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Bankruptcy & Creditors' Rights

In today's economy, more individuals and organizations face difficult financial realities. With over 40 years of experience, our team is ready to assist clients with an array of legal issues, from filing bankruptcy to foreclosure and creditor workouts. We represent both debtors and creditors, including assisting with filing claims, representing clients' interests in cases, asserting the rights of landlords or secured creditors to recover property, and defending clients facing preference and fraudulent conveyance claims brought by trustees or creditors' committees. We also act as advisors to the matrimonial bar as well as parties electing the collaborative process, advising on the nuances of the Bankruptcy Code and its impact on the dissolution of a marriage. We work hard to minimize clients' exposure to bankruptcy and other insolvency issues and, when those proceedings cannot be avoided, we enjoy our reputation as a premier team of bankruptcy counselors and litigators. We welcome the opportunity to discuss your options and determine the right path forward for you. 

Creditor Representation

MCCM represents clients whose customers, family members, spouses, domestic partners or patients have filed bankruptcy. In addition to explaining the process and rights of creditors, we defend our clients should a debtor, bankruptcy trustee or creditor's committee pursue aggressive action. 

 

Debtor Representation, Business Reorganization & Workouts

Debt Counseling, Business Reorganization & Workouts

Workouts and reorganization offer alternatives to bankruptcy that allow for continued business operations. Should insolvency loom, debt can be reorganized through an out-of-court workout or restructuring. Debtors may enter into contracts with creditors to manage debt obligations. Bankruptcy, receiverships and other tools may be used by businesses to achieve reorganization, liquidation or sale. We counsel financially distressed businesses, creditors and third parties on devising and implementing strategies to regain stability.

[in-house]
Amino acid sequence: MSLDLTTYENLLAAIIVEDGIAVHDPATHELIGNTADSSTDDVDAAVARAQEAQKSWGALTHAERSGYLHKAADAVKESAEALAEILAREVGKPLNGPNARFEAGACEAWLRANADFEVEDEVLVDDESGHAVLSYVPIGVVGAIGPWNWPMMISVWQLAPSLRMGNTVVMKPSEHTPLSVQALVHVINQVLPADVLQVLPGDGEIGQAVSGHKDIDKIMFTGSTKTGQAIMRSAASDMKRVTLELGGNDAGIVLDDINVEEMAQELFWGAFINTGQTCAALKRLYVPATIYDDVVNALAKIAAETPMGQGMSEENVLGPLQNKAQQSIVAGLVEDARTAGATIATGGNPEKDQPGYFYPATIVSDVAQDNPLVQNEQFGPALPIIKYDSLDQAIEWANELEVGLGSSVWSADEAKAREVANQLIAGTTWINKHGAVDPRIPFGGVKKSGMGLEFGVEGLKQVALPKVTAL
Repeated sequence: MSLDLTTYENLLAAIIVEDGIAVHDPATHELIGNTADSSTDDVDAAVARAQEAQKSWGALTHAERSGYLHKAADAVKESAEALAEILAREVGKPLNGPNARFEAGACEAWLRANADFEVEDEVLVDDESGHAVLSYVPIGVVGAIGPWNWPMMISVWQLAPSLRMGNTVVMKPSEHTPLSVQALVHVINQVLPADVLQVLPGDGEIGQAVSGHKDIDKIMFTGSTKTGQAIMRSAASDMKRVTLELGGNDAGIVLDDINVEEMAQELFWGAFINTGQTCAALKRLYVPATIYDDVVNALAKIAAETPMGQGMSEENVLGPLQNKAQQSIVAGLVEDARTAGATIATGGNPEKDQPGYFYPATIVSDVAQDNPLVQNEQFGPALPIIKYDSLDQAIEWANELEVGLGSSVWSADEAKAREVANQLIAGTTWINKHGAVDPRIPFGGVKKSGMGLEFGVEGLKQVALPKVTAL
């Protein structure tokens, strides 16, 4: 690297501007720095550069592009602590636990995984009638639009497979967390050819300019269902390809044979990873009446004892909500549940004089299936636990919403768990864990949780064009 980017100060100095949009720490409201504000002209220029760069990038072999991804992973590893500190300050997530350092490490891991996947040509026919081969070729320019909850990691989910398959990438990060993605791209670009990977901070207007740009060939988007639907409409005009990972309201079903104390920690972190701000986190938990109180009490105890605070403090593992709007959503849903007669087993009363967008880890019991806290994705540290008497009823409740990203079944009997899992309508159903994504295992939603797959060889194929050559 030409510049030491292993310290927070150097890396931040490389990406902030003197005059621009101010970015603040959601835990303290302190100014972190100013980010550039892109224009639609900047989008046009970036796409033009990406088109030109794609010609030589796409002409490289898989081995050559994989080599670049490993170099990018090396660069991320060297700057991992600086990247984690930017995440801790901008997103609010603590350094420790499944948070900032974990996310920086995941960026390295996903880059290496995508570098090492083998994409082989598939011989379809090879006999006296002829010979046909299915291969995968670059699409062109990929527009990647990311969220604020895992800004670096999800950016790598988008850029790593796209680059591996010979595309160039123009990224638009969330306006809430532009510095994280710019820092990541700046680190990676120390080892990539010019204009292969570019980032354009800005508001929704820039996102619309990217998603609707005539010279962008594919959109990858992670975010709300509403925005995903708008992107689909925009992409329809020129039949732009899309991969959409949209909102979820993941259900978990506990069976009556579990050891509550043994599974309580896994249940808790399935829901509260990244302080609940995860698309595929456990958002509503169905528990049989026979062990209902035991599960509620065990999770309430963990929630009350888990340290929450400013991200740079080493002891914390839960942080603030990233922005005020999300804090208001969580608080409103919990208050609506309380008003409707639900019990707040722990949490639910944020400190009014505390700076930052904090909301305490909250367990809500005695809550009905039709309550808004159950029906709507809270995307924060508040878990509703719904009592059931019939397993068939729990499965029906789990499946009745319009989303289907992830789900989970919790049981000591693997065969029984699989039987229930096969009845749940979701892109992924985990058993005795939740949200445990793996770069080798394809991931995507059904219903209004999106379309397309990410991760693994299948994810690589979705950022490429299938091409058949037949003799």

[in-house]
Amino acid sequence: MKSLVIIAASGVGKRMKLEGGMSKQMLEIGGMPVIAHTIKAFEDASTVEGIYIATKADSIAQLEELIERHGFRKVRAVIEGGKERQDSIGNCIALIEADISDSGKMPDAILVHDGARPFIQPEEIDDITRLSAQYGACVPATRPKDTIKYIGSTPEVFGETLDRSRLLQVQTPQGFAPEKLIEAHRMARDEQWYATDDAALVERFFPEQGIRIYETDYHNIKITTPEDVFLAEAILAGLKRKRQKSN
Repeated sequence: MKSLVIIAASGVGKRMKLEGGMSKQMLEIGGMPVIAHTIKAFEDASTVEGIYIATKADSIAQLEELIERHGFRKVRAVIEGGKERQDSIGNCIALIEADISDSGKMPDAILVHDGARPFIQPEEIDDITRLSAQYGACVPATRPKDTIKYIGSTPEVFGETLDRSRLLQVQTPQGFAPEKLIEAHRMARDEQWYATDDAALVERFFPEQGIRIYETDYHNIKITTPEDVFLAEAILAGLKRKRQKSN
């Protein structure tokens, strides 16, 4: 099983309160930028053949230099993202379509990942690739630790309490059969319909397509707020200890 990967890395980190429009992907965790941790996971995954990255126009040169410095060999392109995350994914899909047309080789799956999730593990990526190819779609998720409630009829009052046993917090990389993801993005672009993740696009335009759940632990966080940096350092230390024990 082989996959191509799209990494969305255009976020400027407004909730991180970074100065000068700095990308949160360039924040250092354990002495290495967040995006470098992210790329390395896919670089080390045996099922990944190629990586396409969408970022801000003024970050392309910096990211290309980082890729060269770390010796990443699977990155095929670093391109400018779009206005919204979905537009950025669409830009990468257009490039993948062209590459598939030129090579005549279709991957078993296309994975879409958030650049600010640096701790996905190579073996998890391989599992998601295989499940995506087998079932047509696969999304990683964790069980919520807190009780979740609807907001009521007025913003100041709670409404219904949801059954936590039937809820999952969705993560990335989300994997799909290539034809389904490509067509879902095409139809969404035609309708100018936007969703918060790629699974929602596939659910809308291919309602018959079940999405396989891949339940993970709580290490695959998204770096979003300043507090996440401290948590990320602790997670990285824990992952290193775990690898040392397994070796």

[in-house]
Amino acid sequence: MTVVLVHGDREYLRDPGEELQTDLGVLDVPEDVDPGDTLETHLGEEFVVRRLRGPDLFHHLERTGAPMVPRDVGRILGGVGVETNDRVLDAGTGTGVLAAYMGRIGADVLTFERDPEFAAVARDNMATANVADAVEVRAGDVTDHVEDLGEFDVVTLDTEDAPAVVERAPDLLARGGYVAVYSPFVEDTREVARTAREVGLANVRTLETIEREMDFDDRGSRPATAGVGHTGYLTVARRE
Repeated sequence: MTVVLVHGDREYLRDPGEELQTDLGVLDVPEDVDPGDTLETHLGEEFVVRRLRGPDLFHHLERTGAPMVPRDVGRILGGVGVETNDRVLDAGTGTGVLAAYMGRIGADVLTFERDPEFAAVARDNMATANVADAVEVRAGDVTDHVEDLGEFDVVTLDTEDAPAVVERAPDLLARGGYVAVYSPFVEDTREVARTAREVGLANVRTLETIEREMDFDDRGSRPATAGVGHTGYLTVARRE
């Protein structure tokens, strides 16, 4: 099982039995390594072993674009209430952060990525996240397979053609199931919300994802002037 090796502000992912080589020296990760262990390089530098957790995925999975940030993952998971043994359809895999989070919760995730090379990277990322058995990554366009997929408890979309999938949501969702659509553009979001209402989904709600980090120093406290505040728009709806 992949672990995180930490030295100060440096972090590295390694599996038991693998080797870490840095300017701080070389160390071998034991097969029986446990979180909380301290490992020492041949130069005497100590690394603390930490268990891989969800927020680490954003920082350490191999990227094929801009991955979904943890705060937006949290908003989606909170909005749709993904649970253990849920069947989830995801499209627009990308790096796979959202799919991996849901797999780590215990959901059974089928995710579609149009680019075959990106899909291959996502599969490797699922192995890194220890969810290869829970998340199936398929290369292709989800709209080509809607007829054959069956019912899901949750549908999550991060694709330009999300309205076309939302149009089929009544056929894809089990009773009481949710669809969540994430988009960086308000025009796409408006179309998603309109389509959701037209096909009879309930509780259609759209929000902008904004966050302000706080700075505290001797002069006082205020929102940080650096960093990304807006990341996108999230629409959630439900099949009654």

Chapter 7:

This process involves the liquidation of non-exempt assets. For individuals, the goal is discharge of all eligible debt. Individual consumers are required to take a consumer credit counseling course prior to filing and must meet certain standards to file under this chapter. For example, an individual may have secured debt such as a car loan. In Chapter 7, most car loan lenders will require the client to sign a reaffirmation agreement to keep the car. This process is subject to review by the court. If approved, the client would then be responsible for any shortfall in the event of a future default. While Chapter 7 filing is also available to corporations, partnerships and limited liability companies, business operations must cease upon filing because the business assets fall under the jurisdiction of a Chapter 7 trustee.

Chapter 11:

Chapter 11 shares with Chapter 13 the same premise of securing a repayment plan to creditors, but the Chapter 11 process is highly complex and involves shorter timeframes. The client typically proposes a repayment plan to for court approval and creditor acceptance. While most often used by businesses that believe they have a chance to rehabilitate the company, this chapter is also available to high-income individuals who do not otherwise qualify for Chapter 13.

With extensive experience assisting our clients in the Chapter 11 process, be they corporations, partnerships, limited liability companies, not-for-profit organizations or individuals, we offer clients savvy advice grounded in property, business, tax, and bankruptcy law.

Chapter 12:

Limited to a "family farmer" as that term is defined in the Bankruptcy Code, Chapter 12 involves securing a repayment plan with creditors. Payments are then made to a Chapter 12 trustee who in turn disburses the funds to creditors.

Chapter 13:

Chapter 13 is available only to individuals, up to a set debt amount limit. Repayment plans to creditors are limited to five-year terms. Payments are made to a Chapter 13 trustee who then distributes the funds to creditors. As with Chapter 7, debtors are required to take a consumer credit counseling course. The debtor need not surrender non-exempt assets as is required in under Chapter 7, but must meet the "best interest of creditors" test. This test requires debtors to pay creditors at least the same amount as they would under Chapter 7. The most commonly used advantage of Chapter 13 is the right to stop a foreclosure and pay arrears under the repayment plan. Our multi-faceted approach to both real estate transactions and bankruptcy helps clients get back on the road to financial health.

 

We are a debt relief agency. We help people file for bankruptcy relief under the Bankruptcy Code.